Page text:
A record $3.1 million has been paid for a bluefin tuna at Tokyo’s new Toyosu fish market, which recently replaced the famous Tsukiji fish market. Caught off Japan’s northern coast, the huge fish weighed 612 pounds (278 kg) and was purchased by self-styled “Tuna King” Kiyoshi Kimura, who heads the Sushi Zanmai chain of sushi restaurants.
The previous record of 155 million yen ($1.4) achieved in 2013 was more than doubled by Kimura’s latest bid of 334 million yen. The auction prices are well above what is usual for bluefin tuna, which typically sells for up to $40 per pound. At the year-end auction, the price often rises to over $200 per pound, but the more than $5,000 per pound paid this time demonstrates the valuable PR benefits of winning the bid. However, says Jamie Gibbon, associate manager for global tuna conservation at The Pew Charitable Trusts: “The celebration surrounding the annual Pacific bluefin auction hides how deeply in trouble this species really is.”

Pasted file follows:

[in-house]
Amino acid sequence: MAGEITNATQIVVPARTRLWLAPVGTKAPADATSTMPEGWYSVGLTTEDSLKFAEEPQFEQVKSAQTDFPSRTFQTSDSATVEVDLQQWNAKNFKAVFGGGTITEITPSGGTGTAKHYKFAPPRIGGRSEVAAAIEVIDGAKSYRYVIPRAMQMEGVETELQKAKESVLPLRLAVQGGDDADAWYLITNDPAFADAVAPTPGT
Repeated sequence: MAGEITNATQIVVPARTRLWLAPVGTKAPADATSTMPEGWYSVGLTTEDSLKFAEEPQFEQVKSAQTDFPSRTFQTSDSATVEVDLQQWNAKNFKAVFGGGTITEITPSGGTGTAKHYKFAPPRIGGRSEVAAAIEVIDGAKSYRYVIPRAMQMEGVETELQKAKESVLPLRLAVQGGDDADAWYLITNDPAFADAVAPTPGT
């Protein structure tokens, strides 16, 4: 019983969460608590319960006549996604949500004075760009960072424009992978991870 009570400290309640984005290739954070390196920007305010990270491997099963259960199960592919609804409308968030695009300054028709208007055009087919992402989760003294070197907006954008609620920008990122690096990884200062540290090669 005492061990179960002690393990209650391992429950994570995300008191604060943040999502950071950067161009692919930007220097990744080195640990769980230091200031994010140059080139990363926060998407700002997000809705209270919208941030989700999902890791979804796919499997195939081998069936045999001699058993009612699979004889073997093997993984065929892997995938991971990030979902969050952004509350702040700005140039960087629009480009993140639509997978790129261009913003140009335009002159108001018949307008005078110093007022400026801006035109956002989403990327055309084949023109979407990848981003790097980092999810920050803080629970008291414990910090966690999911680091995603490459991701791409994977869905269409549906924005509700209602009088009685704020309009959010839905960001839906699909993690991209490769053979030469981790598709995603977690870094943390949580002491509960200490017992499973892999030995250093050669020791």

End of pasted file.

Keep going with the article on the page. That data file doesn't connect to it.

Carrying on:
Overfishing by Japan and other nations has resulted in stocks of the Pacific bluefin (Thunnus orientalis) being depleted by 97% compared to their pre-industrial levels, and the fish is now listed as “Vulnerable” on the IUCN Red List of Threatened Species. There are plans to rebuild stocks of the Pacific bluefin, with Japan, the U.S. and others agreeing to a target of 20 percent of historic levels by 2034, but the effort may be far too little, too late.
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